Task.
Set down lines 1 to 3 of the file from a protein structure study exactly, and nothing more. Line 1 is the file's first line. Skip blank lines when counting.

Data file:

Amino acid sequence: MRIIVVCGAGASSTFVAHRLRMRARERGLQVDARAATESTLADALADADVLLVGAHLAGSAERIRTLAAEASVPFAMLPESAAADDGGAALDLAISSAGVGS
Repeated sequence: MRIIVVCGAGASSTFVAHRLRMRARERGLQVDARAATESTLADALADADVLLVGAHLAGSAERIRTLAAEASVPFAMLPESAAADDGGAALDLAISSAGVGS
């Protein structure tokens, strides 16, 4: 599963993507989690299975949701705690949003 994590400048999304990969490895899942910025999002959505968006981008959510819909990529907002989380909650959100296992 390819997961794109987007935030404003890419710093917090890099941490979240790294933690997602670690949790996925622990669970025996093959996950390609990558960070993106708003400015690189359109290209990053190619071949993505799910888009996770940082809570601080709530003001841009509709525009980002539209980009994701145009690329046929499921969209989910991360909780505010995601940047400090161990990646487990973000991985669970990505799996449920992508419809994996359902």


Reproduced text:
Amino acid sequence: MRIIVVCGAGASSTFVAHRLRMRARERGLQVDARAATESTLADALADADVLLVGAHLAGSAERIRTLAAEASVPFAMLPESAAADDGGAALDLAISSAGVGS
Repeated sequence: MRIIVVCGAGASSTFVAHRLRMRARERGLQVDARAATESTLADALADADVLLVGAHLAGSAERIRTLAAEASVPFAMLPESAAADDGGAALDLAISSAGVGS
């Protein structure tokens, strides 16, 4: 599963993507989690299975949701705690949003 994590400048999304990969490895899942910025999002959505968006981008959510819909990529907002989380909650959100296992 390819997961794109987007935030404003890419710093917090890099941490979240790294933690997602670690949790996925622990669970025996093959996950390609990558960070993106708003400015690189359109290209990053190619071949993505799910888009996770940082809570601080709530003001841009509709525009980002539209980009994701145009690329046929499921969209989910991360909780505010995601940047400090161990990646487990973000991985669970990505799996449920992508419809994996359902």